• Monday, May 27, 2024
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Robbing education and health to fund roads

road reconstruction

The Senate recently approved a slash of N6.2 billion out of funds meant for education and health in the Federal Capital Territory towards funding the N25 billion expansion work on two major roads in the federal capital. The roads are the Kubwa Expressway that links the Federal Capital with Suleja in Niger State and the Airport Road in Abuja.

The report of the Senate Committee on Appropriation recommending the virement of N25.9 billion from the 2009 FCT budget was presented by Senator Iyiola Omisore chairman of the Senate committee on Appropriation.
In recommending the virement proposal, Senator Omisore said it “would reduce the existing pressure on the existing facilities in the main city.” But, out of the N25.7 billion requested, the executive had requested that N4.18 billion be cut from the education budget of the FCT for the year and another N2.1 billion from the health budget be slashed to meet the funding needs of the two road projects. We wonder the justification in chainging priorities.
The Kubwa highway is a very important road because many workers in the federal capital live in Suleja and Kubwa, a satellite town in the FCT. The sheer volume of traffic that passes through that road every morning as workers head to the federal capital causes heavy traffic snarl on the road in the mornings and evenings as workers close from work. The same argument can be made about the Airport Road. It is the only road that links the airport to the rest of Abuja. In recent times, traffic on that road has become very heavy. There is indeed, a compelling need to expand these two roads.
However, in expanding these roads, does the government or the Senate

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need to cut the votes for education and health in the federal capital? The facts on ground and prevailing circumstances make an argument in favour of such a move illogical. Education and health form the core of the Millennium Development Goals (MDGs) and Nigeria has not fared very well in this regard even as 2015, the year set aside by the United Nations for the attainment of the goals approaches.
In the last few weeks academic staff of Nigerian universities have been on strike over issues that have to do with funding and the neglect of tertiary education in the country. Workers in the health sector have been on strike as well. This period therefore, calls for sober reflection and senators, as elected representatives of the Nigerian people, should be in the vanguard of championing causes that affect the majority of Nigerians.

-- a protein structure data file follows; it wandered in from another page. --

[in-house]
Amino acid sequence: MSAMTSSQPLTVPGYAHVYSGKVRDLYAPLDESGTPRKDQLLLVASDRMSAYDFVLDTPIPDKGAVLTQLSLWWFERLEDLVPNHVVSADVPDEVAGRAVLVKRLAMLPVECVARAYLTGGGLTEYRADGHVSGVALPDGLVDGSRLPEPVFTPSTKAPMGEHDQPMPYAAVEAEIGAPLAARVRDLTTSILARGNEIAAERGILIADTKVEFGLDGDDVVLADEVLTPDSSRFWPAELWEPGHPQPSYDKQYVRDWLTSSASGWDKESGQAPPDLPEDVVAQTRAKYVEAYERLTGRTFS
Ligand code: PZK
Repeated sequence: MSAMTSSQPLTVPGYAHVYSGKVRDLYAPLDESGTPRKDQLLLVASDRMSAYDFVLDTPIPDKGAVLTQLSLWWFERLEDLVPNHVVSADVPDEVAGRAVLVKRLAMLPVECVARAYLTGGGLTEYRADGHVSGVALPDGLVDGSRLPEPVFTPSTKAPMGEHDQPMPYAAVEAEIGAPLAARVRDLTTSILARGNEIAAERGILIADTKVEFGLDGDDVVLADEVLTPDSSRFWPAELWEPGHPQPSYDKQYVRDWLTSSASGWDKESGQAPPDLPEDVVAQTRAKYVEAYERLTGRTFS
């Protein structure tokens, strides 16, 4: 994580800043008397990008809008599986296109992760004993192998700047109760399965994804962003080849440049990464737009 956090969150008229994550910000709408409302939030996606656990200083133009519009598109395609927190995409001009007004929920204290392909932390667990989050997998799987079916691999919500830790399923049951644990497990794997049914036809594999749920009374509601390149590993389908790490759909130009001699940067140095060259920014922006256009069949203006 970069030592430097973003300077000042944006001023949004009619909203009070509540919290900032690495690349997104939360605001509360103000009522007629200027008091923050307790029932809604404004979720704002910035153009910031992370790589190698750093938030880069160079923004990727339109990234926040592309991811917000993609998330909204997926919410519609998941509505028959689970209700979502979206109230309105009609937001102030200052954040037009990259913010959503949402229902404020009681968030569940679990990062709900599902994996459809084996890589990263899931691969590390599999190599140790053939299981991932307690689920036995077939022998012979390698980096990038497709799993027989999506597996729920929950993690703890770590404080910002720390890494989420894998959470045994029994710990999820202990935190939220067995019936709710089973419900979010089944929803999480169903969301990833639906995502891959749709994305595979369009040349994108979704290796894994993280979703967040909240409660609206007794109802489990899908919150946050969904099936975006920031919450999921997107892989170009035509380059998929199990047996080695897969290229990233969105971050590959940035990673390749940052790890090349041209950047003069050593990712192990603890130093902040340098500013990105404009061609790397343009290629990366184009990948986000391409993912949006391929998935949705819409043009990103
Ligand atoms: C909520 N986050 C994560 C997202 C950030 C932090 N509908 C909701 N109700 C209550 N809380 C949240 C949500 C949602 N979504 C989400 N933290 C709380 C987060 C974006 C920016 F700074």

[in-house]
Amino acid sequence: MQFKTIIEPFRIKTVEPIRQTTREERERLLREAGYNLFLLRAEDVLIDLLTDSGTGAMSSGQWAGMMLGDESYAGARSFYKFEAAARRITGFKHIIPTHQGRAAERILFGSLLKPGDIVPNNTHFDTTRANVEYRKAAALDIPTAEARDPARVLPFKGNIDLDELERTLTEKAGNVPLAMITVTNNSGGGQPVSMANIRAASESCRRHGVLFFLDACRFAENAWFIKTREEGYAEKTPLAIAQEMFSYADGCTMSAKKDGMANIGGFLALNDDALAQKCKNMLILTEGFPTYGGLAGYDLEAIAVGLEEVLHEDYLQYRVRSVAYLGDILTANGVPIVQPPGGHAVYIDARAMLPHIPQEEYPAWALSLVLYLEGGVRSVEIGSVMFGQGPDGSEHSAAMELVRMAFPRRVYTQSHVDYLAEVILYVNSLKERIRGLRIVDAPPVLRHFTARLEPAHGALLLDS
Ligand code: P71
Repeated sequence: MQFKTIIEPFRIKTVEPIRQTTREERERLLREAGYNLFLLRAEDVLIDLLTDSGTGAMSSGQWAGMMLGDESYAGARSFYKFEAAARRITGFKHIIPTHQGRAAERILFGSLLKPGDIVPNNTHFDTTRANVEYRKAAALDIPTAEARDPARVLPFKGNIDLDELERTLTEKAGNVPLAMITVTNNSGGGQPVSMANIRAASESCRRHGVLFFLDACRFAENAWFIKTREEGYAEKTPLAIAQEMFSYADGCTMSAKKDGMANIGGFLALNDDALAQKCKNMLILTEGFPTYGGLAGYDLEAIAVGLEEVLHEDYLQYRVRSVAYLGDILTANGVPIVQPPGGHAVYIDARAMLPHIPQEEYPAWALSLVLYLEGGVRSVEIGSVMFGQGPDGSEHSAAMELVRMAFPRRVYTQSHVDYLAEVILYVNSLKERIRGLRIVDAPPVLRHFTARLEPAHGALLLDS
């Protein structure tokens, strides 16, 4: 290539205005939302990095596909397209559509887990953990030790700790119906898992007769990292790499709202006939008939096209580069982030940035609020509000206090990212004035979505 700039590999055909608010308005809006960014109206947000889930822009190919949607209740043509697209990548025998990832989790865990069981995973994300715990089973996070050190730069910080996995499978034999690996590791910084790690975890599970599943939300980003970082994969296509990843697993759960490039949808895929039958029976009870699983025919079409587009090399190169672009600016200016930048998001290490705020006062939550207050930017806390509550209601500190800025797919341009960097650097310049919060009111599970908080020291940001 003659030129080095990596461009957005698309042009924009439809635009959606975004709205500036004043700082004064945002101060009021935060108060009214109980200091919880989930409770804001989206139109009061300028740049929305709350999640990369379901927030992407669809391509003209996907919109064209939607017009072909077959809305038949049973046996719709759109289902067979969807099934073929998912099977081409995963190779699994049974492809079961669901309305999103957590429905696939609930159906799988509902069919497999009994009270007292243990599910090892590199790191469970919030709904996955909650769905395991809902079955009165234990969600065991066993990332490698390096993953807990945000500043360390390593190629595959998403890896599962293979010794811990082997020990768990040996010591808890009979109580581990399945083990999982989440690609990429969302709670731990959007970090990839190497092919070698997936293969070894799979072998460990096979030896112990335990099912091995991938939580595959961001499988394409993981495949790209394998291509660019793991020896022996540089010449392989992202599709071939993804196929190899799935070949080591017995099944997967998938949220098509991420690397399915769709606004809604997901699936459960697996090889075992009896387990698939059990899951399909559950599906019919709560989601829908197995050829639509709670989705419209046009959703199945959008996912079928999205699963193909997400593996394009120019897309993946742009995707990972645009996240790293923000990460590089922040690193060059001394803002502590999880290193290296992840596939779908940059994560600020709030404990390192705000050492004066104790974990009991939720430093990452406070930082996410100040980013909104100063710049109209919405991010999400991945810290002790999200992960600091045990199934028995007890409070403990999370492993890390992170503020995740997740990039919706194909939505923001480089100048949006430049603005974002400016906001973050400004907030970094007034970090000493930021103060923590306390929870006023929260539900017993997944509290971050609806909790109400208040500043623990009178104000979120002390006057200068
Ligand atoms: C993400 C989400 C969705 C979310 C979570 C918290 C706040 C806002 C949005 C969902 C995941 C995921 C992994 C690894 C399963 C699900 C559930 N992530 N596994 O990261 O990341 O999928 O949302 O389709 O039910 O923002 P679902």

A look at the social situation in Nigeria especially as it concerns education and health will show that both sectors need all the money that has been voted for them. With a population of over 140 million, Nigeria is the most populous nation in Africa. The under-five child population alone is currently over 40 million. Any progress in achieving the MDGs in Nigeria will have a tremendous impact on attainment of the goals on the African continent.
According to the Nigeria 2006 Millennium Development Goals report, the country may reach several targets related to Universal Primary Education, environmental sustainability, combating HIV/AIDS and fostering a global partnership for development. Progress has been made towards eradicating extreme poverty but the pace is too slow to meet the targets.
The percentage of children who sleep under treated mosquito net is unacceptably low, ranging from three percent in the North to eight percent in the South East, according to reports.

Routine immunisation coverage is still very low even though immunisation services have now been integrated into the National Primary Health Care delivery systems to strengthen routine immunisation and enhance sustainability. One-third of all children under-five are either stunted, underweight or wasted. Over 70 percent of eligible children have been receiving vitamin A supplementation and over 80 percent flour, sugar and vegetable oil are fortified with vitamin though according to UNICEF reports, 98 percent of all households in Nigeria now use iodised salt, Nigeria is still far from having a healthy population.
These are some of the issues the Senate should have considered before cutting the budget for education and health in the FCT. The action of the upper legislative chamber in this regard is insensitive, retrogressive and regrettable.